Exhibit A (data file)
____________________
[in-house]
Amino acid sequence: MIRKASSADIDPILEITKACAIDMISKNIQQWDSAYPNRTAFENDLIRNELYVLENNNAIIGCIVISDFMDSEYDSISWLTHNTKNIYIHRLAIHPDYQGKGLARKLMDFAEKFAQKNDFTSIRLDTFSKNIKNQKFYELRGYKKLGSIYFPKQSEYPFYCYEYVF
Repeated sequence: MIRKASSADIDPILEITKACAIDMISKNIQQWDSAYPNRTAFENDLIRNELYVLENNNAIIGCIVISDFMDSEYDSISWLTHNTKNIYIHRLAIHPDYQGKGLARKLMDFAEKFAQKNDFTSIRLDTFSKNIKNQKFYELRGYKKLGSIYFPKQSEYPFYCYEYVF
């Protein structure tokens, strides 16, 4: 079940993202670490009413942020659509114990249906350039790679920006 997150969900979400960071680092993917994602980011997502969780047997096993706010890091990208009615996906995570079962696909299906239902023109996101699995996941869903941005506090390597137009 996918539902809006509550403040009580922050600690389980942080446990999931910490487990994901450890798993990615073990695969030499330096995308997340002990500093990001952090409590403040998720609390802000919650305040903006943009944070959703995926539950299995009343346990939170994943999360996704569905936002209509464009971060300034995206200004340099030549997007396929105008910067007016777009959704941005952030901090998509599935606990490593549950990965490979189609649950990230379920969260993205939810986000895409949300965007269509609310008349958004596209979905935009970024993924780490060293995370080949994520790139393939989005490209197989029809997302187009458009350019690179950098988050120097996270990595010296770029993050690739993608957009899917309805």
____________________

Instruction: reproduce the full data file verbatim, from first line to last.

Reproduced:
[in-house]
Amino acid sequence: MIRKASSADIDPILEITKACAIDMISKNIQQWDSAYPNRTAFENDLIRNELYVLENNNAIIGCIVISDFMDSEYDSISWLTHNTKNIYIHRLAIHPDYQGKGLARKLMDFAEKFAQKNDFTSIRLDTFSKNIKNQKFYELRGYKKLGSIYFPKQSEYPFYCYEYVF
Repeated sequence: MIRKASSADIDPILEITKACAIDMISKNIQQWDSAYPNRTAFENDLIRNELYVLENNNAIIGCIVISDFMDSEYDSISWLTHNTKNIYIHRLAIHPDYQGKGLARKLMDFAEKFAQKNDFTSIRLDTFSKNIKNQKFYELRGYKKLGSIYFPKQSEYPFYCYEYVF
């Protein structure tokens, strides 16, 4: 079940993202670490009413942020659509114990249906350039790679920006 997150969900979400960071680092993917994602980011997502969780047997096993706010890091990208009615996906995570079962696909299906239902023109996101699995996941869903941005506090390597137009 996918539902809006509550403040009580922050600690389980942080446990999931910490487990994901450890798993990615073990695969030499330096995308997340002990500093990001952090409590403040998720609390802000919650305040903006943009944070959703995926539950299995009343346990939170994943999360996704569905936002209509464009971060300034995206200004340099030549997007396929105008910067007016777009959704941005952030901090998509599935606990490593549950990965490979189609649950990230379920969260993205939810986000895409949300965007269509609310008349958004596209979905935009970024993924780490060293995370080949994520790139393939989005490209197989029809997302187009458009350019690179950098988050120097996270990595010296770029993050690739993608957009899917309805």